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    It's more of an indicator for future success, so I wouldn't look at this year's win-loss record as it stands to draw any conclusions.
     
  8. Wes Mantooth

    Wes Mantooth Well-Known Member

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    We’re a team that has little room for error, offensively.
     
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  9. Wes Mantooth

    Wes Mantooth Well-Known Member

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    How the heck were we -5 last year?

    We were not remotely close to perceived as some 55 win team going into the season?
     
  10. framer

    framer Well-Known Member

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    I think the new points of emphasis on defense harmed us. It looks like we are figuring it out or the refs are getting lazier about "emphasizing" the changes.
     
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  11. Handlogten's Heros

    Handlogten's Heros Well-Known Member 2019 Award Winner

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    I looked at our splits between wins and losses and the margin of victory of loss... last year was the same. Maybe we are just a little susceptible to bad/good shooting. We shoot a lot of 3s and are pretty inconsistent (30% in losses and 40% in wins). I think the margin and the number normalize... with the schedule being tough the margin for error is less... ie we can't win unless we shoot straight. With the soft schedule we will have some ugly shooting wins. It is worth watching, but I'm not sure the Pythagorean difference widens.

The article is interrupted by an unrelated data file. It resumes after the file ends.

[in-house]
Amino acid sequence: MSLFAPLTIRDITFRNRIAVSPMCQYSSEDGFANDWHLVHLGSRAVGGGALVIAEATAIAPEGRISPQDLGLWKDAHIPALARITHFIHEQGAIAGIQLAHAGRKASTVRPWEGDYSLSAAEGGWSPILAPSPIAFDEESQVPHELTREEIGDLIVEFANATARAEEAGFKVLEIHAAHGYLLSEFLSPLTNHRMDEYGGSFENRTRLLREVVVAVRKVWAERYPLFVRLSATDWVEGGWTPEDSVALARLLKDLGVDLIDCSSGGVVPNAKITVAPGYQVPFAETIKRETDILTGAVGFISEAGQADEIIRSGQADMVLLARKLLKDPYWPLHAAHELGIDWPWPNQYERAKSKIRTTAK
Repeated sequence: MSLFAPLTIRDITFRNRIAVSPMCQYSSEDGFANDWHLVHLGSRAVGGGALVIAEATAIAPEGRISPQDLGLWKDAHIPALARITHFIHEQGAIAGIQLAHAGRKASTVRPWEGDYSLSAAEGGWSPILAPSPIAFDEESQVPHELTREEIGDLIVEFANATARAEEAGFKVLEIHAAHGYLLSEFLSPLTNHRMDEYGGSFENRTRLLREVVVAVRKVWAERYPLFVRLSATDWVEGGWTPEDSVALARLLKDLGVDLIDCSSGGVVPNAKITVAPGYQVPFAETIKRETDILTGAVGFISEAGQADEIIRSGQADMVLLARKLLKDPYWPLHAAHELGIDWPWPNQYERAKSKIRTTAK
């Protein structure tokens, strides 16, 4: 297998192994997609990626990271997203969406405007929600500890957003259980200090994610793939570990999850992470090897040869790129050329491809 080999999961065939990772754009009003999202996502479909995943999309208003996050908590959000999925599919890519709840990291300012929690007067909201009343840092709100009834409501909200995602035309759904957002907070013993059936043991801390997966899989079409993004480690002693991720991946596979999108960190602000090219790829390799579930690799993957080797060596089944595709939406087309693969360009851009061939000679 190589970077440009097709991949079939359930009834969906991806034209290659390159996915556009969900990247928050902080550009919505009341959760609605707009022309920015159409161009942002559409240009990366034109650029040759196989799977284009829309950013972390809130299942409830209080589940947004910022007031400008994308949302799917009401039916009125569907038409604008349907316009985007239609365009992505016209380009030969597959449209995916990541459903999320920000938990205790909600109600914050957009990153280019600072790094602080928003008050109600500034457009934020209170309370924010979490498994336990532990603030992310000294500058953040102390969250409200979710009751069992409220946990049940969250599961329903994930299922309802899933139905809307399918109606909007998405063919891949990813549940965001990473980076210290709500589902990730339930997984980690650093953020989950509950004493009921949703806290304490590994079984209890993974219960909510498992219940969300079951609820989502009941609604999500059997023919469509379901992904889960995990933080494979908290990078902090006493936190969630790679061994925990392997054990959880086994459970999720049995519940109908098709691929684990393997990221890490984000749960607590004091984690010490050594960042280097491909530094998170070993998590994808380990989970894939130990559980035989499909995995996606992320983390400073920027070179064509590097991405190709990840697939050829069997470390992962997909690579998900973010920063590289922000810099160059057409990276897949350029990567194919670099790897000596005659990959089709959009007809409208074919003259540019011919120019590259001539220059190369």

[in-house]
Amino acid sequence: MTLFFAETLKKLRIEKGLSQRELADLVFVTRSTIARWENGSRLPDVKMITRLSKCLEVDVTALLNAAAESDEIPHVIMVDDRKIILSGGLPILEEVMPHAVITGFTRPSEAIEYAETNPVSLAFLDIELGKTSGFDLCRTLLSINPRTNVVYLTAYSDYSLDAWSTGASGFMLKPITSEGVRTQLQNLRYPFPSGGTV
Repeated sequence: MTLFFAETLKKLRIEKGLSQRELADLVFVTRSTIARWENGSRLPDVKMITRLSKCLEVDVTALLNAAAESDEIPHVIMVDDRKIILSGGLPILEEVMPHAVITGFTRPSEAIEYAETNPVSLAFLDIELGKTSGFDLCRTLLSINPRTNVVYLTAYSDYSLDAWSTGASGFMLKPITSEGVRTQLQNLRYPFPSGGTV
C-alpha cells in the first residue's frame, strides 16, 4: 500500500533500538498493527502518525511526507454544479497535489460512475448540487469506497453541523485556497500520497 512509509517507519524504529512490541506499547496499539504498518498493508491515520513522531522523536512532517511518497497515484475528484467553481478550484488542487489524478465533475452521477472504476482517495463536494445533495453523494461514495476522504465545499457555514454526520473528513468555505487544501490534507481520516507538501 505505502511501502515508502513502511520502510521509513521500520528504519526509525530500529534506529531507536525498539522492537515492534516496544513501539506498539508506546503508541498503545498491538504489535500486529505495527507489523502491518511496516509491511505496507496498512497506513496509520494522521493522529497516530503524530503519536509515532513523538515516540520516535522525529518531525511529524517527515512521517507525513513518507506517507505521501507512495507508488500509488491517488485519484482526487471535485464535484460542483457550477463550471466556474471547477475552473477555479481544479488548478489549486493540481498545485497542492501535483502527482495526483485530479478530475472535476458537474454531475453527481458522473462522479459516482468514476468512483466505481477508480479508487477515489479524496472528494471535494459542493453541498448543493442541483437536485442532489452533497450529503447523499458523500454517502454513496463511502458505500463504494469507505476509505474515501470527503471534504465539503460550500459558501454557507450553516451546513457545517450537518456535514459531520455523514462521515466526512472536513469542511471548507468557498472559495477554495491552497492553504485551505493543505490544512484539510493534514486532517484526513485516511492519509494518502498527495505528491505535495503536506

12. Ron Mexico

    Ron Mexico Well-Known Member Contributor

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    Our point differential last year was +4.3. This year it is +2.3 so far going to get bigger. If you take into account strength of schedule basketball reference has us at 5th best in the West +3.62.
     
  13. idiot

    idiot Well-Known Member

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    I don't think you understand how Pythagorean victories work. It's not based on expectations entering the season. It's a retrospective "expectation" based on point differential (combined with schedule strength). The average result for a team with our point differential + schedule strength would have been 53 wins, rather than the 48 we won.
     
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  14. idiot

    idiot Well-Known Member

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    I agree. But I don't see how this applies to Pythagorean vs actual record (if you meant it to).
     
  15. idestroyedthetoilet

    idestroyedthetoilet Well-Known Member

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    You know who had more PW every season than actual wins?

    TYRONE CORBIN